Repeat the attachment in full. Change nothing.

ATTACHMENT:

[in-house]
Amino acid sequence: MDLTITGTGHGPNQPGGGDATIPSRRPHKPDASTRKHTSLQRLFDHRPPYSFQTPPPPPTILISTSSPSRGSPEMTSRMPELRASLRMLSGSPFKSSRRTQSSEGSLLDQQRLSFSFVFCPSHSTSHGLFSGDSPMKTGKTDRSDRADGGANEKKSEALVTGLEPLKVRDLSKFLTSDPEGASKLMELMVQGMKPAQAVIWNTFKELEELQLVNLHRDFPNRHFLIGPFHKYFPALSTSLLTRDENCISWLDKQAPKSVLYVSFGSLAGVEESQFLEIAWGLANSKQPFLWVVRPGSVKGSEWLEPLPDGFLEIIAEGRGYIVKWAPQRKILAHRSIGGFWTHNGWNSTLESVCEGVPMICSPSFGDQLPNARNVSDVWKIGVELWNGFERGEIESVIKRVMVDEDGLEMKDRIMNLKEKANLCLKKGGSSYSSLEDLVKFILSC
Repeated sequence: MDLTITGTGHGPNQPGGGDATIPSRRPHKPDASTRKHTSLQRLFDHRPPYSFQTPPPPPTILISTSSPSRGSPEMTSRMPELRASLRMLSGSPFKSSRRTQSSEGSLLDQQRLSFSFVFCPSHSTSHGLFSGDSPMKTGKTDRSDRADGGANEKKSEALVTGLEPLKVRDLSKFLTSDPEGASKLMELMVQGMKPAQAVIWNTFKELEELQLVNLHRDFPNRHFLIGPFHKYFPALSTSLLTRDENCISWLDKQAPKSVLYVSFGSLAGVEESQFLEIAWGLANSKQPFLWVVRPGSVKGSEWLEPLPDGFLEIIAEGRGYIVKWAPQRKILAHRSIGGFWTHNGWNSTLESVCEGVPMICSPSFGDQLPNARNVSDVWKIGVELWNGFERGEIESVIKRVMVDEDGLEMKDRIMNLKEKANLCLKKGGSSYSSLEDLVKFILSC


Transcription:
[in-house]
Amino acid sequence: MDLTITGTGHGPNQPGGGDATIPSRRPHKPDASTRKHTSLQRLFDHRPPYSFQTPPPPPTILISTSSPSRGSPEMTSRMPELRASLRMLSGSPFKSSRRTQSSEGSLLDQQRLSFSFVFCPSHSTSHGLFSGDSPMKTGKTDRSDRADGGANEKKSEALVTGLEPLKVRDLSKFLTSDPEGASKLMELMVQGMKPAQAVIWNTFKELEELQLVNLHRDFPNRHFLIGPFHKYFPALSTSLLTRDENCISWLDKQAPKSVLYVSFGSLAGVEESQFLEIAWGLANSKQPFLWVVRPGSVKGSEWLEPLPDGFLEIIAEGRGYIVKWAPQRKILAHRSIGGFWTHNGWNSTLESVCEGVPMICSPSFGDQLPNARNVSDVWKIGVELWNGFERGEIESVIKRVMVDEDGLEMKDRIMNLKEKANLCLKKGGSSYSSLEDLVKFILSC
Repeated sequence: MDLTITGTGHGPNQPGGGDATIPSRRPHKPDASTRKHTSLQRLFDHRPPYSFQTPPPPPTILISTSSPSRGSPEMTSRMPELRASLRMLSGSPFKSSRRTQSSEGSLLDQQRLSFSFVFCPSHSTSHGLFSGDSPMKTGKTDRSDRADGGANEKKSEALVTGLEPLKVRDLSKFLTSDPEGASKLMELMVQGMKPAQAVIWNTFKELEELQLVNLHRDFPNRHFLIGPFHKYFPALSTSLLTRDENCISWLDKQAPKSVLYVSFGSLAGVEESQFLEIAWGLANSKQPFLWVVRPGSVKGSEWLEPLPDGFLEIIAEGRGYIVKWAPQRKILAHRSIGGFWTHNGWNSTLESVCEGVPMICSPSFGDQLPNARNVSDVWKIGVELWNGFERGEIESVIKRVMVDEDGLEMKDRIMNLKEKANLCLKKGGSSYSSLEDLVKFILSC